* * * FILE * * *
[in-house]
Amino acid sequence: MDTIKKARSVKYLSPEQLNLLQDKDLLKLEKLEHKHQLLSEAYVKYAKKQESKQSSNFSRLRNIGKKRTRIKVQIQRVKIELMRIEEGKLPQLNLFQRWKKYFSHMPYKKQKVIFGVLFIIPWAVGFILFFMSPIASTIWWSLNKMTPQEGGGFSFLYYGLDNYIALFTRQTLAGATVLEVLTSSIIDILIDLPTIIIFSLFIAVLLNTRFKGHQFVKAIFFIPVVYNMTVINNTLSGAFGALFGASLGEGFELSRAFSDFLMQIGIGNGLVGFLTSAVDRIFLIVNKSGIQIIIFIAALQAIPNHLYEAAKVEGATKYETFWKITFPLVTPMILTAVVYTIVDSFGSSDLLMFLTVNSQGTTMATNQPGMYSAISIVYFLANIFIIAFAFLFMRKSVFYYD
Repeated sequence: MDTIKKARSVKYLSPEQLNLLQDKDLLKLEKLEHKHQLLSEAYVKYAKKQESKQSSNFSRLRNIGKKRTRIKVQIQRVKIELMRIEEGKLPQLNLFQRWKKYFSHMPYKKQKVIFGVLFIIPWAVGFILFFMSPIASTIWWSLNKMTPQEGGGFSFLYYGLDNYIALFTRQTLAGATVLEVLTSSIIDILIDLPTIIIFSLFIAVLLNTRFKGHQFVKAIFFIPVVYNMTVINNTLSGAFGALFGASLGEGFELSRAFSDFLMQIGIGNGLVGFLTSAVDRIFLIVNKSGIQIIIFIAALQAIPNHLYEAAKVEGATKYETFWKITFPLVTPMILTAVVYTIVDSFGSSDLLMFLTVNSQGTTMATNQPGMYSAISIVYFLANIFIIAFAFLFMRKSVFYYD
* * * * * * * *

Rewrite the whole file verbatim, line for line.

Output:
[in-house]
Amino acid sequence: MDTIKKARSVKYLSPEQLNLLQDKDLLKLEKLEHKHQLLSEAYVKYAKKQESKQSSNFSRLRNIGKKRTRIKVQIQRVKIELMRIEEGKLPQLNLFQRWKKYFSHMPYKKQKVIFGVLFIIPWAVGFILFFMSPIASTIWWSLNKMTPQEGGGFSFLYYGLDNYIALFTRQTLAGATVLEVLTSSIIDILIDLPTIIIFSLFIAVLLNTRFKGHQFVKAIFFIPVVYNMTVINNTLSGAFGALFGASLGEGFELSRAFSDFLMQIGIGNGLVGFLTSAVDRIFLIVNKSGIQIIIFIAALQAIPNHLYEAAKVEGATKYETFWKITFPLVTPMILTAVVYTIVDSFGSSDLLMFLTVNSQGTTMATNQPGMYSAISIVYFLANIFIIAFAFLFMRKSVFYYD
Repeated sequence: MDTIKKARSVKYLSPEQLNLLQDKDLLKLEKLEHKHQLLSEAYVKYAKKQESKQSSNFSRLRNIGKKRTRIKVQIQRVKIELMRIEEGKLPQLNLFQRWKKYFSHMPYKKQKVIFGVLFIIPWAVGFILFFMSPIASTIWWSLNKMTPQEGGGFSFLYYGLDNYIALFTRQTLAGATVLEVLTSSIIDILIDLPTIIIFSLFIAVLLNTRFKGHQFVKAIFFIPVVYNMTVINNTLSGAFGALFGASLGEGFELSRAFSDFLMQIGIGNGLVGFLTSAVDRIFLIVNKSGIQIIIFIAALQAIPNHLYEAAKVEGATKYETFWKITFPLVTPMILTAVVYTIVDSFGSSDLLMFLTVNSQGTTMATNQPGMYSAISIVYFLANIFIIAFAFLFMRKSVFYYD